Nucleic acids can be formulated into liquid aerosol generated by an inhaler or nebulizer, or dry powder aerosol for pulmonary delivery. Liquid aerosol formulations were almost exclusively adopted in clinical trials involving pulmonary delivery of nucleic acids. Among the three major types of inhalation devices consisting of pressurized metered dose inhalers (pMDIs), nebulizers, and dry powder inhalers (DPIs), pMDIs and DPIs are the most portable and commonly-used devices (56). pMDIs, in which the therapeutic agents are suspended in the hydrofluoroalkane (HFA) propellant, have been regarded as golden standard delivery system for asthma and chronic obstructive pulmonary disease therapies (56). A pMDI formulation containing mannitol microparticles which encapsulated siRNA polyplex nanoparticles showed good aerodynamic properties for deep lung deposition and significant gene knockdown efficiency in lung A549 cells (57). DPIs are usually thought as a better option to deliver therapeutic nucleic acids than pMDIs because their dry particle form enhances the stability of nucleic acids and decreases the risk of microbial contamination (58). Chow et al. first formulated naked siRNA into inhalable dry powders (at 2% w/w) using spray drying technology with the incorporation of mannitol and l-leucine; the latter acted as powder dispersibility enhancer, and the integrity of siRNA was well retained (59).
Although systemic administration does not provide the aforementioned advantages of local delivery, for some indications like lung metastasis and pulmonary hypertension, the desired target sites might locate on the interstitium and lung alveolar and endothelial cells rather than the airway epithelium. Lung metastases are expected to have an endothelial origin and therefore may be better accessible through blood vessel than through airways (60). Although intravenous injection is not direct delivery to the lung, this route is still able to achieve high levels of transgene expression in the lungs. A multifunctional lipid envelope-type nanodevice developed to target the lung endothelium was found to accumulate in the lung within 5 min after injection. This carrier did not quickly remove to other organs and remain in lungs for 6 h. Based on this carrier, systemic administration of anti-CD31 siRNA successfully suppressed the metastatic progression (61). Therefore, the administration route should be carefully chosen according to the therapeutic application.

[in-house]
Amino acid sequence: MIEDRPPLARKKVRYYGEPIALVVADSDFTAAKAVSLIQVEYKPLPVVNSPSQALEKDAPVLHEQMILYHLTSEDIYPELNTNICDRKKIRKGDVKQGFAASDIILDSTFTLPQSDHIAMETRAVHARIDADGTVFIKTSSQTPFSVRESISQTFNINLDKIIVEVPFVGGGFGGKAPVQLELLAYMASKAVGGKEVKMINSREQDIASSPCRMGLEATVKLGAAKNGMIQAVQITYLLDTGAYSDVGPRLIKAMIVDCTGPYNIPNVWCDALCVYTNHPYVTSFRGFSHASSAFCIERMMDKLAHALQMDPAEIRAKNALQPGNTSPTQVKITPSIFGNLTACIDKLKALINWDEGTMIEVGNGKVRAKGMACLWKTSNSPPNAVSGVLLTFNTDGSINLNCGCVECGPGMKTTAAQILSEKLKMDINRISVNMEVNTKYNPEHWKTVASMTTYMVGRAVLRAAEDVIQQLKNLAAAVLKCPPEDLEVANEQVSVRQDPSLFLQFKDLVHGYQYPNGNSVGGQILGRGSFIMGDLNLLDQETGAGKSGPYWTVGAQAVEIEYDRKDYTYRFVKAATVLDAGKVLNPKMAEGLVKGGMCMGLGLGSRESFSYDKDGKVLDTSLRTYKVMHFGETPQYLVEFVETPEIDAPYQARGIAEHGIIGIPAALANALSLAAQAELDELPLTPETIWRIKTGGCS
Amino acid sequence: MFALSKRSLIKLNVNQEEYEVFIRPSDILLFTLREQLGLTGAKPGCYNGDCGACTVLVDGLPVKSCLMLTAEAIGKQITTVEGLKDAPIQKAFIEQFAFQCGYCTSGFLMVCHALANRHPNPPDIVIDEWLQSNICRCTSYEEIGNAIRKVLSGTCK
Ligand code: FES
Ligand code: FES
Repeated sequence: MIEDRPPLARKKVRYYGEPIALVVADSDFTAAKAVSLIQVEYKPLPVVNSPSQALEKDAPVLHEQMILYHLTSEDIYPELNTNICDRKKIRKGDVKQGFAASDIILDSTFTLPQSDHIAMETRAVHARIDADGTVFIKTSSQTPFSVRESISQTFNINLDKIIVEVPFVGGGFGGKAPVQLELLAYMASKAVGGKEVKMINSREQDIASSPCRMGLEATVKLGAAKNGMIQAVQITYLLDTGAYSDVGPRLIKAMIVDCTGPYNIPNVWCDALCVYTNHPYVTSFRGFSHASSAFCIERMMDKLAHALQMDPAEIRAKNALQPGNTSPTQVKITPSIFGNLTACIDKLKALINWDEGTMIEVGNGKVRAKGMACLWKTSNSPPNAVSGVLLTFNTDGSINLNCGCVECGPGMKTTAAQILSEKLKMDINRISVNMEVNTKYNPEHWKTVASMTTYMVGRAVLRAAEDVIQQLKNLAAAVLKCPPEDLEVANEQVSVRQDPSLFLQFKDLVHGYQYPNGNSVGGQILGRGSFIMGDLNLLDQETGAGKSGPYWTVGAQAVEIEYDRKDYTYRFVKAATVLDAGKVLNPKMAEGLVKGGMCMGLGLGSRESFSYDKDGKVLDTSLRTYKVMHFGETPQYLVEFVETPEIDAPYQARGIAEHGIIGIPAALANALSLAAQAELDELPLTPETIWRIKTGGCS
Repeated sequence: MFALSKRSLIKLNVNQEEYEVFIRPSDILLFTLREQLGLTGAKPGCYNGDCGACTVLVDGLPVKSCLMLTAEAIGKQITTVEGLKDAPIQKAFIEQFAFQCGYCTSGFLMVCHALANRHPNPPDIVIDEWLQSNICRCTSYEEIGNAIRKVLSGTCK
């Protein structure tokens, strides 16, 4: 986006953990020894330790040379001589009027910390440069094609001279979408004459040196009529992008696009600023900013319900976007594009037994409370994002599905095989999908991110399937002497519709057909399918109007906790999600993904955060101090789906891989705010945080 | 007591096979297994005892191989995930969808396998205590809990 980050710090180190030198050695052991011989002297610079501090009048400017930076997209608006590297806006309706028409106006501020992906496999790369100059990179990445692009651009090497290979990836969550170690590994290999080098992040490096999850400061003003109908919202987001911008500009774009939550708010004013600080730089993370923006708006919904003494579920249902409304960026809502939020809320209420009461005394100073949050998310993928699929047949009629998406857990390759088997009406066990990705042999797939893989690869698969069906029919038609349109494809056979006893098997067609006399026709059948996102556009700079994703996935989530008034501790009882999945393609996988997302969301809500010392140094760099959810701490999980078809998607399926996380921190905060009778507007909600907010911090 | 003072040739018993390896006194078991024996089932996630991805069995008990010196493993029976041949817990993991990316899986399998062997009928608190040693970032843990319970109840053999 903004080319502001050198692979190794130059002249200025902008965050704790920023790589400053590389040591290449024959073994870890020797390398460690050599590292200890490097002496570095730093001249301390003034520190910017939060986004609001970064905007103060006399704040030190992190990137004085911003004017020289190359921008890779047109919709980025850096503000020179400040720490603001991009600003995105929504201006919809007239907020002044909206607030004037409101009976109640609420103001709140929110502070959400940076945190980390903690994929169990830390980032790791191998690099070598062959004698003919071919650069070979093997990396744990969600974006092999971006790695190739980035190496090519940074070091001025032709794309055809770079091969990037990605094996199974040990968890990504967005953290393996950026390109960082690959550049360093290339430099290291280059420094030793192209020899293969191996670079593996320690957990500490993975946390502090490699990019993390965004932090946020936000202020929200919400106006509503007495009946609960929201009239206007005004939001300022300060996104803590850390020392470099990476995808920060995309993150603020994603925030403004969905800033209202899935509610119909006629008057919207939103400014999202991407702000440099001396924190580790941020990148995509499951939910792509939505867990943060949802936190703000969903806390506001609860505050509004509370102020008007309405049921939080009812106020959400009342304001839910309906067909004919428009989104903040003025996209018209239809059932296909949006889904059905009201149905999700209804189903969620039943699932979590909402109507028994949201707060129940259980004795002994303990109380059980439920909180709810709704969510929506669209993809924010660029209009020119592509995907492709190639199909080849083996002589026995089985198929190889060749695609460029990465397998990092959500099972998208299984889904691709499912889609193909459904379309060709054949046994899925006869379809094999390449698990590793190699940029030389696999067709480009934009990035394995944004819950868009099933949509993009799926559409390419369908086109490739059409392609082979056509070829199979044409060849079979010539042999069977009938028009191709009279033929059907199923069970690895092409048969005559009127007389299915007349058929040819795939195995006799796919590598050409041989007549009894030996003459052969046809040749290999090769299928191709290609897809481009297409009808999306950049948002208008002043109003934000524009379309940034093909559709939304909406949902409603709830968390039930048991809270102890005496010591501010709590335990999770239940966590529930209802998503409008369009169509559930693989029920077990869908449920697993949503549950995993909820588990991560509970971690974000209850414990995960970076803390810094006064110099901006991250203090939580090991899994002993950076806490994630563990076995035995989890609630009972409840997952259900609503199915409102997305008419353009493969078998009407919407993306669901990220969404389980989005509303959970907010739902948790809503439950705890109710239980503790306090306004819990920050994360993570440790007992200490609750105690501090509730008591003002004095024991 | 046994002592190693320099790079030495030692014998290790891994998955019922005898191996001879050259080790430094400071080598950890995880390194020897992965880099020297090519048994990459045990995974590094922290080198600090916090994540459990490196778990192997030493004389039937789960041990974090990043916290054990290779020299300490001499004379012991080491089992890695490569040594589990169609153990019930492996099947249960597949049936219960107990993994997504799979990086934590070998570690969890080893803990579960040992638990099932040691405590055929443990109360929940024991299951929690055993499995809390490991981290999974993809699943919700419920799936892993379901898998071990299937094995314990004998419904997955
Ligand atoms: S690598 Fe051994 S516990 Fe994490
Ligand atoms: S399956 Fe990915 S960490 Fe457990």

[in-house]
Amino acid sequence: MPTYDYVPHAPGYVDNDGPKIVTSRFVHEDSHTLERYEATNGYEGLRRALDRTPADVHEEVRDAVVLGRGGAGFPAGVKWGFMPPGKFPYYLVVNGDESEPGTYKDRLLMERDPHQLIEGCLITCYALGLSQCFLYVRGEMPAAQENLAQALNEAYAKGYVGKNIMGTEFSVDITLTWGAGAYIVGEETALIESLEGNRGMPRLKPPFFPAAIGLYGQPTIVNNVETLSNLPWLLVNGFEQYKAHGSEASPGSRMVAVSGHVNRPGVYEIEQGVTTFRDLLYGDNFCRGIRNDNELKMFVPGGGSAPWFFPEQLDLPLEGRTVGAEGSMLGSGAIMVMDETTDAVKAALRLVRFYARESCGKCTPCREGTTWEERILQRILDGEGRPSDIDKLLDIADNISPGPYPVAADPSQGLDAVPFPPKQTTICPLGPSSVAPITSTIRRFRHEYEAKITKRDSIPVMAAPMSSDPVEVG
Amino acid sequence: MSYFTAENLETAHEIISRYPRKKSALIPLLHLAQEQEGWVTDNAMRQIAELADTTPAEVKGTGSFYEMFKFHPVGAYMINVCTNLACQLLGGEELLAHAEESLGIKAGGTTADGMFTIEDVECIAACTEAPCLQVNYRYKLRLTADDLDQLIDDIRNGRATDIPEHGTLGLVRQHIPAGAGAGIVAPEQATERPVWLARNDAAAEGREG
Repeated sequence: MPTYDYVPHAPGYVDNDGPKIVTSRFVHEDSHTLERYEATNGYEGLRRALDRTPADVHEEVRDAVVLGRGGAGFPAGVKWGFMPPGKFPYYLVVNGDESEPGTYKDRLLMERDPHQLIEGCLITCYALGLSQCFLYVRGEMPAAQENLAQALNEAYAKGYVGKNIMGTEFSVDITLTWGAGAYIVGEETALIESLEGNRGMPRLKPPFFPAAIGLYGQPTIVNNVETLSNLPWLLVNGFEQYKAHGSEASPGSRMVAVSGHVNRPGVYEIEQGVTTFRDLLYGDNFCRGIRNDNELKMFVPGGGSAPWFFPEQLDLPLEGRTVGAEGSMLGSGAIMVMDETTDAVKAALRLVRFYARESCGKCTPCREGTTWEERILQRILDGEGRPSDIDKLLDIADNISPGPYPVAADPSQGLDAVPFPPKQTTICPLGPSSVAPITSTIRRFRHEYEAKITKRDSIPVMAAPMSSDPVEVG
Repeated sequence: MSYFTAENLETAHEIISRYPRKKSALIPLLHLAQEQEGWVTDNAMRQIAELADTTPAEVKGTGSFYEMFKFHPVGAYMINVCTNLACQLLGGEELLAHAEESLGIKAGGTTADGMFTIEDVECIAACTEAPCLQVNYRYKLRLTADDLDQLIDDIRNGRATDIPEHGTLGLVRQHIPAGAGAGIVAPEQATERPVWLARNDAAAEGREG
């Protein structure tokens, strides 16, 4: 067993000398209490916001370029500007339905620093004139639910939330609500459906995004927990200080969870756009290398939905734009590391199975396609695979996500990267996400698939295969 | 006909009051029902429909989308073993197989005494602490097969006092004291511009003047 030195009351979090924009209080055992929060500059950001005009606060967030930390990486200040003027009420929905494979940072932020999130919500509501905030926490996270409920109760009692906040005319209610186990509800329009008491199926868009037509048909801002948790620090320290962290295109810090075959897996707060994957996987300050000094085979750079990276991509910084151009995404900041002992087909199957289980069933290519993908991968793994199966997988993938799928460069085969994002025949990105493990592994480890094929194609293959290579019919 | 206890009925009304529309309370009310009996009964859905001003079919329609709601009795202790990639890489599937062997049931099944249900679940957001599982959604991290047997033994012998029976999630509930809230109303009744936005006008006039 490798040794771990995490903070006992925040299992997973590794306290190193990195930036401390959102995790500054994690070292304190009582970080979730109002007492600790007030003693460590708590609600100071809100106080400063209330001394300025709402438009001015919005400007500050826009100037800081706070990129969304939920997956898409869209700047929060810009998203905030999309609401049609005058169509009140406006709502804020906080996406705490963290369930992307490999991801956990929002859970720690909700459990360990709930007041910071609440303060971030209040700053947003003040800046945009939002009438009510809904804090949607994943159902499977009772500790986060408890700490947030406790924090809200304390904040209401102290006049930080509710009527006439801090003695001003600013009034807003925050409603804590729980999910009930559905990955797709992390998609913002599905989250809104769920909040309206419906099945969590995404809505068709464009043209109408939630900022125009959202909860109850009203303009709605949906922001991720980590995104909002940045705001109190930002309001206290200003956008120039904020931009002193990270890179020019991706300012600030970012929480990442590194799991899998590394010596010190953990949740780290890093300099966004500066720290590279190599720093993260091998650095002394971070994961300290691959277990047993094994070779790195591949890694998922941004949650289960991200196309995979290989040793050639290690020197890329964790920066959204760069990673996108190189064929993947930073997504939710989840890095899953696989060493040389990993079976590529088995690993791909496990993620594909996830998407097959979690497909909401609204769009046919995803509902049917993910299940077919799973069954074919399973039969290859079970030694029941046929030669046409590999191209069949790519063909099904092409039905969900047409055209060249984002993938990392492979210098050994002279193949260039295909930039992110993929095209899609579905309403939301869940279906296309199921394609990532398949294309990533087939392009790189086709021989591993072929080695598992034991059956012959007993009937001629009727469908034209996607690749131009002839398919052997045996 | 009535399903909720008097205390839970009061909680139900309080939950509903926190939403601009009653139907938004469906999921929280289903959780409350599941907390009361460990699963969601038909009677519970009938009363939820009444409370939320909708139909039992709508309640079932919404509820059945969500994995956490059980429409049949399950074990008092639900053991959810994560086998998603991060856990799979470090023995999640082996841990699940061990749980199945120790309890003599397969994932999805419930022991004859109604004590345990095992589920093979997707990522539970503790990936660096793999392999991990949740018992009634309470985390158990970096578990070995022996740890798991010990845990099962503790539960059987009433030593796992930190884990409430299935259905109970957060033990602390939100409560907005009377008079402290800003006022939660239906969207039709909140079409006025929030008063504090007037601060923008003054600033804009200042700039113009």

APPLICATION OF NUCLEIC ACID DRUGS IN PULMONARY DISEASES
Since the discovery of nucleic acids, their association with multiple diseases and hence the therapeutic potential have been extensively demonstrated. In the last decades, many investigations have been successfully proved the therapeutic efficiency of nucleic acids on various lung diseases ranging from cancer to pulmonary inflammatory diseases. Some of the nucleic acid products have entered the clinical stage; recent clinical trials involving nucleic acid drugs for pulmonary diseases are summarized in Table III.
Lung cancer is the leading cause of cancer-related deaths in the USA and worldwide (62). According to the difference in histology, 87% cases of lung cancer are classified as non-small cell lung cancer (NSCLC) and 13% cases are small cell lung cancer (SCLC). In addition to SCLC and NSCLC, malignant pleural mesothelioma is a rare form of lethal cancer developing in the tissue lining of the lungs (63). Current treatments for lung cancers include surgical resection, chemotherapy, radiation therapy, and targeted drug therapy, but these existing therapeutics have limited efficacy, and survival rate of NSCLC patients has remained low (63). Therefore, studies on target treatment of lung cancers with selective nucleic acid against oncogenic pathways have drawn intensive interest and some of them have entered clinical practice. Custirsen (OGX-011) is a PS-ASO inhibitor of clusterin, an anti-apoptotic chaperone protein upregulated in cancer cells in response to chemotherapy and might mediate resistance (64). Preclinical data showed that custirsen significantly decreases clusterin production, increases the sensitivity of lung cancer cells to chemotherapies, and inhibits tumor growth in lung cancer models. In the phase 2 trial of custirsen in patients who were treated with a combination of a gemcitabine/platinum doublet, serum clusterin levels were notably reduced. A larger randomized phase 3 study is needed to demonstrate the potential survival benefit of custirsen in patients with NSCLC (65). Imetelstat (GRN163L) is a 13 base phosphoramidate oligonucleotide conjugated to a 5-palmitoyl lipid group against the RNA component of telomerase, an enzyme responsible for maintaining telomere length and crucial for the indefinite growth of tumor cells. Blocking telomerase with imetelstat leads to antineoplastic effects. In a phase 2 study, imetelstat failed to improve progress-free survival rates in advanced NSCLC patients with diverse telomere. But there was a trend toward survival improvement for patients with shorter telomeres. Further investigations on short telomeres as predictive biomarkers are warranted for clinical development of imetelstat (66).
A lot of siRNA-based therapeutics are being assessed in preclinical and clinical trials of pulmonary diseases. ALN-RSV01, a siRNA therapeutic directing against the mRNA encoding the N protein of the respiratory syncytial virus, has completed phase II clinical trials (67). siRNAs also hold great promise as therapeutic agents for cancer through RNAi silencing oncogene expression. siRNA for cancer therapies are beginning to be tested in human clinical trials, such as ALN-VSP(Alnylam Pharmaceuticals) for the treatment of liver cancer and CALAA-01(Calando Pharmaceuticals) as tumor inhibitor (68), and they have shown promising pharmacodynamics and tolerability. However, to extend small RNA therapy to other major cancer types, including lung cancer, delivery vehicles that target nonliver tissues and specific delivery route are needed. Lung cancer is an attractive cancer type for local or systemic small RNA delivery treatment. Various therapeutic target genes (e.g., survivin, bcl2, HDM2) for lung cancer therapy have already been identified and become targets of siRNA therapy (33).